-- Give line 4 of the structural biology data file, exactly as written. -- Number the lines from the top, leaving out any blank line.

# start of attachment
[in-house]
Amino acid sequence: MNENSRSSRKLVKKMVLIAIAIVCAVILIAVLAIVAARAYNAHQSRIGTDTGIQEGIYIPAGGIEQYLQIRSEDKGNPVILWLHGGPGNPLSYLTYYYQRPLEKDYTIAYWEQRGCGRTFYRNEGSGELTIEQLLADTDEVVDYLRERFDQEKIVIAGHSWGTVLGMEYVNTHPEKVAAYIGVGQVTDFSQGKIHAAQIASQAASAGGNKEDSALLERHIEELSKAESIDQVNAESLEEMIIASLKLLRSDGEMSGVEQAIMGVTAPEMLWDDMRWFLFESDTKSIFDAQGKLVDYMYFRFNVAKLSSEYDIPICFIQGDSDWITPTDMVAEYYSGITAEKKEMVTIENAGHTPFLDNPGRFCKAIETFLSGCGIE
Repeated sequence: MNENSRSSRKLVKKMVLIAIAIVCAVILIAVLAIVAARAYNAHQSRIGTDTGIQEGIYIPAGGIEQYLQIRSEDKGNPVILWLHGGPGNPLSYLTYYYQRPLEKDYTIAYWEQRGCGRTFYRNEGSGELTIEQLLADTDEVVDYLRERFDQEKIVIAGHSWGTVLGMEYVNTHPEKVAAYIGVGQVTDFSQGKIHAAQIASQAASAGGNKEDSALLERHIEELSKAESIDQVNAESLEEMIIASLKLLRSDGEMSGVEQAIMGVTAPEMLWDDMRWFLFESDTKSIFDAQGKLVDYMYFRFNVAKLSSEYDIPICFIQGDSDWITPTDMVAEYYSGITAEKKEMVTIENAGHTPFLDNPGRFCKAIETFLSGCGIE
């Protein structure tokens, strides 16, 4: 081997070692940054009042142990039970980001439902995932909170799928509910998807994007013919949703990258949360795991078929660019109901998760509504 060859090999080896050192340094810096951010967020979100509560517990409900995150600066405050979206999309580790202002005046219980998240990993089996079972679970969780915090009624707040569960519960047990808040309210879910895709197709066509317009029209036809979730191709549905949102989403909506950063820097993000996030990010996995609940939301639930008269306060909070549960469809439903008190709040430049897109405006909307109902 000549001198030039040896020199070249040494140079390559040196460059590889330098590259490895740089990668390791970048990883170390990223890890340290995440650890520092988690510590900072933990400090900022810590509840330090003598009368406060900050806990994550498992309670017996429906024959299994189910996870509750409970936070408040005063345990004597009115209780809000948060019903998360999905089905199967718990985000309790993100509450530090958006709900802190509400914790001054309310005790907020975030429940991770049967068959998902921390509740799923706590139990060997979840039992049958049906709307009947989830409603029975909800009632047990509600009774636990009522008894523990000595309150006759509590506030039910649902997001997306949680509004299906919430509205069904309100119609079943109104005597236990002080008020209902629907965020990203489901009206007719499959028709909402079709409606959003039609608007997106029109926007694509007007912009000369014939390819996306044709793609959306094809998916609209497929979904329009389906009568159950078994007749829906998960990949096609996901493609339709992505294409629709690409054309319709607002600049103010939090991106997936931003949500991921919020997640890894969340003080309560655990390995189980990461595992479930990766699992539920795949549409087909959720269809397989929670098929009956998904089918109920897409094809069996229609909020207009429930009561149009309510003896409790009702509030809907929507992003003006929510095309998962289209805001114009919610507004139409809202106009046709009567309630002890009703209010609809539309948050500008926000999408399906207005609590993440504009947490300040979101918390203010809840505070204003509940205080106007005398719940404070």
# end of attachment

């Protein structure tokens, strides 16, 4: 081997070692940054009042142990039970980001439902995932909170799928509910998807994007013919949703990258949360795991078929660019109901998760509504 060859090999080896050192340094810096951010967020979100509560517990409900995150600066405050979206999309580790202002005046219980998240990993089996079972679970969780915090009624707040569960519960047990808040309210879910895709197709066509317009029209036809979730191709549905949102989403909506950063820097993000996030990010996995609940939301639930008269306060909070549960469809439903008190709040430049897109405006909307109902 000549001198030039040896020199070249040494140079390559040196460059590889330098590259490895740089990668390791970048990883170390990223890890340290995440650890520092988690510590900072933990400090900022810590509840330090003598009368406060900050806990994550498992309670017996429906024959299994189910996870509750409970936070408040005063345990004597009115209780809000948060019903998360999905089905199967718990985000309790993100509450530090958006709900802190509400914790001054309310005790907020975030429940991770049967068959998902921390509740799923706590139990060997979840039992049958049906709307009947989830409603029975909800009632047990509600009774636990009522008894523990000595309150006759509590506030039910649902997001997306949680509004299906919430509205069904309100119609079943109104005597236990002080008020209902629907965020990203489901009206007719499959028709909402079709409606959003039609608007997106029109926007694509007007912009000369014939390819996306044709793609959306094809998916609209497929979904329009389906009568159950078994007749829906998960990949096609996901493609339709992505294409629709690409054309319709607002600049103010939090991106997936931003949500991921919020997640890894969340003080309560655990390995189980990461595992479930990766699992539920795949549409087909959720269809397989929670098929009956998904089918109920897409094809069996229609909020207009429930009561149009309510003896409790009702509030809907929507992003003006929510095309998962289209805001114009919610507004139409809202106009046709009567309630002890009703209010609809539309948050500008926000999408399906207005609590993440504009947490300040979101918390203010809840505070204003509940205080106007005398719940404070």